Kaffir lime (Citrus hystrix) and its leaf, once hardly known to the average North American, is gaining in popularity. Many of us have only recently begun to hear of this lime and its leaf, usually in the context of a lovely Southeast Asian dish. But as it grows in popularity, it is becoming increasingly mainstream, appearing on the menus of non-Southeast Asian restaurants such as Bernardin in NYC and Earls and PiDGiN in Vancouver. Perhaps it’s an example of our much-lauded multiculturalism, except that this lime’s most commonly known name in North America—kaffir lime (henceforth referred to as “K-lime”)—involves a horrible racial epithet, akin to using the N-word in North America.
An Encyclopedia of Swearing by Geoffrey Hughes notes the original meaning of the K-word is derived from the Arabic kafir, which means an unbeliever of Islam, also known as an infidel. It was used by Arab traders to refer to the indigenous peoples of Africa, then taken up by Portuguese sailors and subsequently picked up by Dutch and British colonists, especially in South Africa. By the 1800s, it was viewed as a racial slur and became increasingly taboo, and by 1976 the K-word was actionable in court in South Africa as crimen injuria. Some readers may recall that apartheid only ended in 1994, so the fact that this term was considered an affront to a person’s dignity prior to the abolition of apartheid should give cause for pause. Food writer Mick Vann has explained that the K-word was linked to the lime because the non-white workers used this lime in their cooking.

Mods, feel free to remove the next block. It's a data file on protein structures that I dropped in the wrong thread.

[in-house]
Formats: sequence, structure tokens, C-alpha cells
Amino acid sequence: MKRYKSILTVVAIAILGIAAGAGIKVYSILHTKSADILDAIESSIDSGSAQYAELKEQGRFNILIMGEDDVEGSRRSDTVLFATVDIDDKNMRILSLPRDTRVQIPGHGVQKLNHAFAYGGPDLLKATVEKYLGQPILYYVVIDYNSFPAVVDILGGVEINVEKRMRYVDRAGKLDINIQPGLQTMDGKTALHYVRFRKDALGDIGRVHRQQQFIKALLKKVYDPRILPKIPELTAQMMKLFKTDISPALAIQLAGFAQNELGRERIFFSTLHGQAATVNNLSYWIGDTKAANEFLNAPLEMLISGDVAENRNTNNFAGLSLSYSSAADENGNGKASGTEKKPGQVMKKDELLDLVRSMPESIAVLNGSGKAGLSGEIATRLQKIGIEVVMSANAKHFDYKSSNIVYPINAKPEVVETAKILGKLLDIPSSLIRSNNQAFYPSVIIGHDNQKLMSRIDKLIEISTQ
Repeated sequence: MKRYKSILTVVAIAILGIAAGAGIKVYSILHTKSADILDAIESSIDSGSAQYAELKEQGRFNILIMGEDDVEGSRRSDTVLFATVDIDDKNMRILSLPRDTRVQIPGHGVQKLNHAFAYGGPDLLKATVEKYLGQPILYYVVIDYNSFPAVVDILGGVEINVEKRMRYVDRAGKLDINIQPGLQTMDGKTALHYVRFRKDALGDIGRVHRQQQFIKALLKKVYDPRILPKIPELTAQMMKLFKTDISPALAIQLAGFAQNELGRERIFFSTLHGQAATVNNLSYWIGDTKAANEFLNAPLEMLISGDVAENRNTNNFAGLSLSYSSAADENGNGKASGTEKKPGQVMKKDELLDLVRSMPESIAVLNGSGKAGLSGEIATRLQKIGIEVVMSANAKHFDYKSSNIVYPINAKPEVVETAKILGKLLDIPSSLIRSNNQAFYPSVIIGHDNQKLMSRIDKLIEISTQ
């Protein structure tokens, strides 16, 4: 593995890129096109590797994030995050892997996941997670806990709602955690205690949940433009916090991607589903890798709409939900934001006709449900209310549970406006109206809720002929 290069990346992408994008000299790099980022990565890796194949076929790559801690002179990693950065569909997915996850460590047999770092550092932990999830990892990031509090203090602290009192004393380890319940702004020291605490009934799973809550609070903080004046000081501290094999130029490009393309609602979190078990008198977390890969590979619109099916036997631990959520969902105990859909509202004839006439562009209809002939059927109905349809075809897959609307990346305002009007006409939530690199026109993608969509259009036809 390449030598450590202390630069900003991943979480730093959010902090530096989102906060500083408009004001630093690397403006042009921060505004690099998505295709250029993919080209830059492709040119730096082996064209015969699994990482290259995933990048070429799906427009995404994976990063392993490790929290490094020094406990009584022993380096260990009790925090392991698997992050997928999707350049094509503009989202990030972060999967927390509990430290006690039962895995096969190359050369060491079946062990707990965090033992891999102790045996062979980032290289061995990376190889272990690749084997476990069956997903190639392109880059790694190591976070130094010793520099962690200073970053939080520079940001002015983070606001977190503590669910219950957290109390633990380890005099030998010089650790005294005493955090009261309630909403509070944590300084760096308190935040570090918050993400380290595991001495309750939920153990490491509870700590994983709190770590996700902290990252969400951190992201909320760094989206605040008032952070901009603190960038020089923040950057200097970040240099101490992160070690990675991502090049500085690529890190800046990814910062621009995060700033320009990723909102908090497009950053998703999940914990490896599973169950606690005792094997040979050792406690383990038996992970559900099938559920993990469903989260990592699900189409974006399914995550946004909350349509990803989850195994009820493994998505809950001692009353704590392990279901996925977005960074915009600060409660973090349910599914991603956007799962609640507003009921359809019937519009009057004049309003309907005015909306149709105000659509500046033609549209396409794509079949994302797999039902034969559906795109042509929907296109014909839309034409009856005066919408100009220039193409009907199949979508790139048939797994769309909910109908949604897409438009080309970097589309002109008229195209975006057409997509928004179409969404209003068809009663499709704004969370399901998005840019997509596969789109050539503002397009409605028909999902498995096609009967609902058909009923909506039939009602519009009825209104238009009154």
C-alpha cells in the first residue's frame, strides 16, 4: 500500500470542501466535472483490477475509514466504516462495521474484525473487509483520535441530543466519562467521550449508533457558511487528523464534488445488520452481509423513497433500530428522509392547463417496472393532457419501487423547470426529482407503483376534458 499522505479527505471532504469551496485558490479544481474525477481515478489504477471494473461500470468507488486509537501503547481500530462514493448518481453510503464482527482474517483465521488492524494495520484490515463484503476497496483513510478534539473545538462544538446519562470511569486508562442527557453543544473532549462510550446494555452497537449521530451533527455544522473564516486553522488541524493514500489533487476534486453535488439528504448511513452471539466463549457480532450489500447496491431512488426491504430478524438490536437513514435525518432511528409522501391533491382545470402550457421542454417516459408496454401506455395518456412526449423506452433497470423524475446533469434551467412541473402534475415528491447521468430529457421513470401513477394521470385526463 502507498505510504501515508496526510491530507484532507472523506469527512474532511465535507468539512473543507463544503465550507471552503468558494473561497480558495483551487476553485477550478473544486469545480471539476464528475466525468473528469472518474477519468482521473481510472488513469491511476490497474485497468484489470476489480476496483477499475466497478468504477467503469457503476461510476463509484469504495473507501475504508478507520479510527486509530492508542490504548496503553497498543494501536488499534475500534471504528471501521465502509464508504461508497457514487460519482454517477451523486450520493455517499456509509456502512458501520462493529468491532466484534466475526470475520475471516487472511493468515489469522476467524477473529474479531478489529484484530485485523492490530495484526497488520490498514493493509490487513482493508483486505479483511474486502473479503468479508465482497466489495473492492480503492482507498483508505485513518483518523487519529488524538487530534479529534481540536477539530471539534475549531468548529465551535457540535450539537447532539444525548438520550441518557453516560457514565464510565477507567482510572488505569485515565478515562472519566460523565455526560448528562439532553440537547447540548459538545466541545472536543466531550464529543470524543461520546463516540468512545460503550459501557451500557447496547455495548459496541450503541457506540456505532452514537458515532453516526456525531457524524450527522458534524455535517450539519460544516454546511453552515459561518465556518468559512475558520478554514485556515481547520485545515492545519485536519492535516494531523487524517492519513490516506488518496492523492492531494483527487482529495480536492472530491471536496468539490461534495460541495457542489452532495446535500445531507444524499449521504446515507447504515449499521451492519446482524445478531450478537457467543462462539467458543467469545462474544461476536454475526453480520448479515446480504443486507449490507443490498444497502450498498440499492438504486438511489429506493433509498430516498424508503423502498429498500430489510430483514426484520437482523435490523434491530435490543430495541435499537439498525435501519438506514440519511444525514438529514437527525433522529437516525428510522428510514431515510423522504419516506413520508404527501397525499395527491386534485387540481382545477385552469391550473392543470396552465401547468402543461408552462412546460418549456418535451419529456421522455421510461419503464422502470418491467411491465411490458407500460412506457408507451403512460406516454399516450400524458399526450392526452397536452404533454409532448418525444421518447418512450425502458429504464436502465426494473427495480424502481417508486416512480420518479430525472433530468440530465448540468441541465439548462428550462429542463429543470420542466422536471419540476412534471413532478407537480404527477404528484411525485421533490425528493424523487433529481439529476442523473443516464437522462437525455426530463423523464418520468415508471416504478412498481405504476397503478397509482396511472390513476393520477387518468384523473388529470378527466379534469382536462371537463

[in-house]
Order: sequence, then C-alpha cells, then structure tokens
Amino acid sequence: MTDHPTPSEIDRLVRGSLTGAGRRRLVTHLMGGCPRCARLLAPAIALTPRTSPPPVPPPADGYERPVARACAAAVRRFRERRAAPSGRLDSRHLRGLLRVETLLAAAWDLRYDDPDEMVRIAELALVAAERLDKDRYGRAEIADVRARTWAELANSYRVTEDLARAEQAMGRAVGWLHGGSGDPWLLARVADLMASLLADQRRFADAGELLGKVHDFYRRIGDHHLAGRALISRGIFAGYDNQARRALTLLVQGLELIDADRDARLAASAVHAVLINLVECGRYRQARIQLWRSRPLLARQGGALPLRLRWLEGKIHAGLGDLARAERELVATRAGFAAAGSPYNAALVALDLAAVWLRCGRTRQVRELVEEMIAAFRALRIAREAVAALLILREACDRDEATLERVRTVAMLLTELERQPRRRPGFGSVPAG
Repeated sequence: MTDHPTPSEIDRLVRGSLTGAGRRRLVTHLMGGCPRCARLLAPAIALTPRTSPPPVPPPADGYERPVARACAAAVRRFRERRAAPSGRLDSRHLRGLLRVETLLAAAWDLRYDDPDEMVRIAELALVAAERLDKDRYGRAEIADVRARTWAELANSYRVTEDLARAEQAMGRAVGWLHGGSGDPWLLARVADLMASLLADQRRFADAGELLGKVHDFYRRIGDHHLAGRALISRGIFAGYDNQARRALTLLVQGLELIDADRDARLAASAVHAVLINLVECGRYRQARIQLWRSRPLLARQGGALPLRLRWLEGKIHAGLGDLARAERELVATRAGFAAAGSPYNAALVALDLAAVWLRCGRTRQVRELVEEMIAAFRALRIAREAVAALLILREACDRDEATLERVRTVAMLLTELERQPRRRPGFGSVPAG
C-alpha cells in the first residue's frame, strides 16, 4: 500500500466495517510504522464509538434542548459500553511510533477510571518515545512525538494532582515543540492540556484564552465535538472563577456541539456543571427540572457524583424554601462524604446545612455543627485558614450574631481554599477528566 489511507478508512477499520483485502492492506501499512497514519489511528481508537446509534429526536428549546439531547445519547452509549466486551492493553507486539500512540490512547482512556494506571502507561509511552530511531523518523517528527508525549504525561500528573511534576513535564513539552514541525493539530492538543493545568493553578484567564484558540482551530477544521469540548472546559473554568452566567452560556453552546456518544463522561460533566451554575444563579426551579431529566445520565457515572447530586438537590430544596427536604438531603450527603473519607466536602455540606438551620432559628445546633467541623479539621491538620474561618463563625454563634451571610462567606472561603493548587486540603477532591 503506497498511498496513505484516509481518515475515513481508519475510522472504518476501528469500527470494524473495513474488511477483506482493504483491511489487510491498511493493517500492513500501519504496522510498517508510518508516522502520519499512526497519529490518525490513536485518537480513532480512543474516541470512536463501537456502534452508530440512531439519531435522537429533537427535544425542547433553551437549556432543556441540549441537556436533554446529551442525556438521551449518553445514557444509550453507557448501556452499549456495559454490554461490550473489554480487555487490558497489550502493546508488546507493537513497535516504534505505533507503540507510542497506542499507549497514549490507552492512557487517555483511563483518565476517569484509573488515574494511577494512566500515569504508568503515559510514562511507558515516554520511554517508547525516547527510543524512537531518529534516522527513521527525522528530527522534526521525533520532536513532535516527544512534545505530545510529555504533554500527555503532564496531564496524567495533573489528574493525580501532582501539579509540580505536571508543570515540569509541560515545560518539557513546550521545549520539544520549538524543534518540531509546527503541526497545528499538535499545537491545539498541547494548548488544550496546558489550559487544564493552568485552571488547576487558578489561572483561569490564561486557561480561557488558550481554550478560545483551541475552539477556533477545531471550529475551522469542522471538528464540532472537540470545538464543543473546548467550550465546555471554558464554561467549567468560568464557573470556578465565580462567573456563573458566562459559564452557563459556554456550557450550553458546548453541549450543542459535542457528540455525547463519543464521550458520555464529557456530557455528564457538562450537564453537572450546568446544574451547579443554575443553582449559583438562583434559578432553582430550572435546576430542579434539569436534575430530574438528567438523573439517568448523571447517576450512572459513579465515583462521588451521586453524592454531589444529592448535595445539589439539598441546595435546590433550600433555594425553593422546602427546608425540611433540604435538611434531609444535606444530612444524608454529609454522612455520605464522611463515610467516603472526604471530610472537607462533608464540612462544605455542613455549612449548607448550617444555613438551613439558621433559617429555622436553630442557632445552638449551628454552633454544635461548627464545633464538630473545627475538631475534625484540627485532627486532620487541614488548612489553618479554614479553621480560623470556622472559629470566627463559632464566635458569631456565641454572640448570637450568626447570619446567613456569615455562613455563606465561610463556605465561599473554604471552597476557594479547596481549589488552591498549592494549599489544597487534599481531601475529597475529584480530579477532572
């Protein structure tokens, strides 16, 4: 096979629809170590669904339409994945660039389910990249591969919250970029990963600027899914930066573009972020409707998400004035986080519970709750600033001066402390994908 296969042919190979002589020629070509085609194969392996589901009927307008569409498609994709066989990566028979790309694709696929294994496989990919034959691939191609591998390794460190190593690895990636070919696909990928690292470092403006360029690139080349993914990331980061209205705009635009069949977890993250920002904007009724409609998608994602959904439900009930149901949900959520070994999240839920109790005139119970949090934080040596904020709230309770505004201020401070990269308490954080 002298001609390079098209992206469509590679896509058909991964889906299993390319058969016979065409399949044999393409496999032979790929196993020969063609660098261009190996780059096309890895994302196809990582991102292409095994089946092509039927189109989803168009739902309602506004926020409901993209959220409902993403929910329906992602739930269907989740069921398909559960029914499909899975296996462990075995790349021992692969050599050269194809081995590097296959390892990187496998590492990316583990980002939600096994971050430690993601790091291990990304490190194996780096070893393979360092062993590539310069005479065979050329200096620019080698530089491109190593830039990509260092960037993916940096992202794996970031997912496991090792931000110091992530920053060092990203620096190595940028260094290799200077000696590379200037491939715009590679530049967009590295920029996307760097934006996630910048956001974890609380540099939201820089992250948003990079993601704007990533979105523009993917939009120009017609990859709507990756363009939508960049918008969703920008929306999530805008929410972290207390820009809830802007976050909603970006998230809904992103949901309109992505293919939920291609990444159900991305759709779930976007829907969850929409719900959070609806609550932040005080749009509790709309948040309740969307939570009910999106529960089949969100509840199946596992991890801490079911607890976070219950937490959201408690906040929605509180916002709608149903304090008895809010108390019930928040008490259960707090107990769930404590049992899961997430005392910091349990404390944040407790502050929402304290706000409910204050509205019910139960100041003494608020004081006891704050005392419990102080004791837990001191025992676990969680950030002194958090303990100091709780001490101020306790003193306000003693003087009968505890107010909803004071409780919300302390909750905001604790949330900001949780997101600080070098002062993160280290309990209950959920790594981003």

The accelerating ubiquitousness of the K-lime term is of concern, because as the machinery of our mass consumerist, food-obsessed society in North America becomes more accustomed to the lime with its current name, there is a distinct possibility that it will become mainstream, an everyday ingredient that we “need” and demand—and a racist term will become embedded in our culture. Economics drives the globalization engine that brought these limes into our grocery stores, and there is no denying that there is a link between economic and cultural globalization. However, it does not mean we must also import the K-word, with all its cultural and racist connotations, when there is no reason to give these limes this name, as these limes are not called K-limes in Southeast Asia where they originate.
Some may argue that this lime’s name in North America is unrelated to its racist meanings in South Africa, but I disagree. Material culture studies by academics may wish to describe this as a matter of social dualism, where the physical lime has no bearing on the issues of racism, colonialism, slavery, class, ethnicity, and economics that the K-lime’s name comes wrapped up in, but I do not accept that it is okay to use a term that is offensive, insulting, and derogatory just because “I don’t mean it that way.”
It seems that despite the K-word’s racist history and current meaning, North American gourmands insist on blithely calling this lime by its racist name, even though there is a perfectly acceptable and well-known alternative name for it: makrut. It is commonly called this in Thailand, a region that boasts many recipes and uses for this lime. So I say: hey North America, time to wake up and stop using this racist word! This is an opportunity for consumers in North America to dig a bit deeper and ask questions about the origins and meanings of terms we use that might be offensive, and also to question and decide what type of society we wish to be—a society that does not think “it’s a big deal” or a society that does care how we appropriate and use cultural terms and objects.
The KaffirNoMore campaign invites you to post photos of menus, recipes, and signs using the K-lime term and tag the establishment that is using it, with the goal of educating and encouraging businesses and people to stop using the racist term and instead use makrut limes.